Please structure your research article using the items listed in the appropriate reporting statement, such as:
- CONSORT for a randomised controlled trial (CONSORT has several extension statements, e.g. for cluster RCTs, pragmatic trials)
- PRISMA for a systematic review or meta-analysis of randomised trials
- MOOSE for a systematic review or meta-analysis of observational studies
- STARD for a study of diagnostic accuracy
- STREGA for genetic association studies
- STROBE for an observational study
- SPIRIT for trial protocols
The EQUATOR (Enhancing the QUality and Transparency Of health Research) online library includes a wide range of reporting statements at http://www.equator-network.org/resource-centre/library-of-health-research-reporting/.
8. How can I share the raw data or other additional data from my study when it is published in BMJ Open?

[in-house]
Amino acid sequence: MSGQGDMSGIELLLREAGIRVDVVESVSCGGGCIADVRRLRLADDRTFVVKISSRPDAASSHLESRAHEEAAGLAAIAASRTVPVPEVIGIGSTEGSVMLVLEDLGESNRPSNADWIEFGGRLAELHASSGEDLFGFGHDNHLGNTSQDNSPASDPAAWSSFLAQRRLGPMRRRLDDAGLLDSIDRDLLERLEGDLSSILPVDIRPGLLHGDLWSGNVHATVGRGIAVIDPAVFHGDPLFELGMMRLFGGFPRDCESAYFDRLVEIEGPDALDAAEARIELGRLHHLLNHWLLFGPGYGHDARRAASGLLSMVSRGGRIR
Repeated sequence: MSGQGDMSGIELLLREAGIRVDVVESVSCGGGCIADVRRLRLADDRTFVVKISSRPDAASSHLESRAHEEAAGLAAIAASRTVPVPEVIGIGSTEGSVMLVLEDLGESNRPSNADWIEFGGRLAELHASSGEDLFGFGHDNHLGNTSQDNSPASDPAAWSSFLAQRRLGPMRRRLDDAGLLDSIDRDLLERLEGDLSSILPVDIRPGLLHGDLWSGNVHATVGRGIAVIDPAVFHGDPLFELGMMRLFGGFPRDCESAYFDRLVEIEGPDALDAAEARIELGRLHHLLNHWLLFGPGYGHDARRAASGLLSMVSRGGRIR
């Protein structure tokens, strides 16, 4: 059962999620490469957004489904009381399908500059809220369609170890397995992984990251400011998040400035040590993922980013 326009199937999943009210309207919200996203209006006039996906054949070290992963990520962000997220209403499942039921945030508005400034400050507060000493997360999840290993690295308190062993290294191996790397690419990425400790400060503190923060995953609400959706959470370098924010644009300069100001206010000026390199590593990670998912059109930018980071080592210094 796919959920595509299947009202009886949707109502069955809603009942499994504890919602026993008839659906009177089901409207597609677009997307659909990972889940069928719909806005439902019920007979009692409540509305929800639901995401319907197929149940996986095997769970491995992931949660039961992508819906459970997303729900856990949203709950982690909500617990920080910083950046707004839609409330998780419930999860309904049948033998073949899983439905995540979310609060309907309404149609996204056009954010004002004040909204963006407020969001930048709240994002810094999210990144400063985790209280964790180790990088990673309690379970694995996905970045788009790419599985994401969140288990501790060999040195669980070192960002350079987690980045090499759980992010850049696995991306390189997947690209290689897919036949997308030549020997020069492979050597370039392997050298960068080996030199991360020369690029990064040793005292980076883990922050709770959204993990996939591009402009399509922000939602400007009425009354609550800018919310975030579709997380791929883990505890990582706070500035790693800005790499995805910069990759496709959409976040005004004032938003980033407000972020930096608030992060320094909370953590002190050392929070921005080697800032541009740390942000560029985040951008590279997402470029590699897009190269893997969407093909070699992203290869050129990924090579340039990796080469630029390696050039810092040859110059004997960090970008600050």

We ask authors to include a data sharing statement in their article. The statement should explain which additional unpublished data from the study — if any — are available, to whom, and how. Those data could range from additional explanatory material to the complete dataset. People allowed access to the data might range from fellow researchers to everyone. And data might be available only on request, accessible online with a password, or openly accessible to all on the web with a link on bmjopen.com.
BMJ Open is committed to playing a role in encouraging greater sharing of data. We encourage authors to link their BMJ Openarticles to all data deposited elsewhere. We ask this largely because we are keen to maximise the usefulness and usage of data and promote transparency, but also because many research funders now encourage or even mandate data sharing. We understand that many authors wish to guard data until they have published all their own papers, and we know that data sharing is hard to do. But we hope that authors will, increasingly, set the data free, perhaps after a set period of personal use.
We are working with the UK Dryad repository to provide a simple way for authors to store data and link to it from the published article. Please contact the editorial office if you are interested in pursuing this option.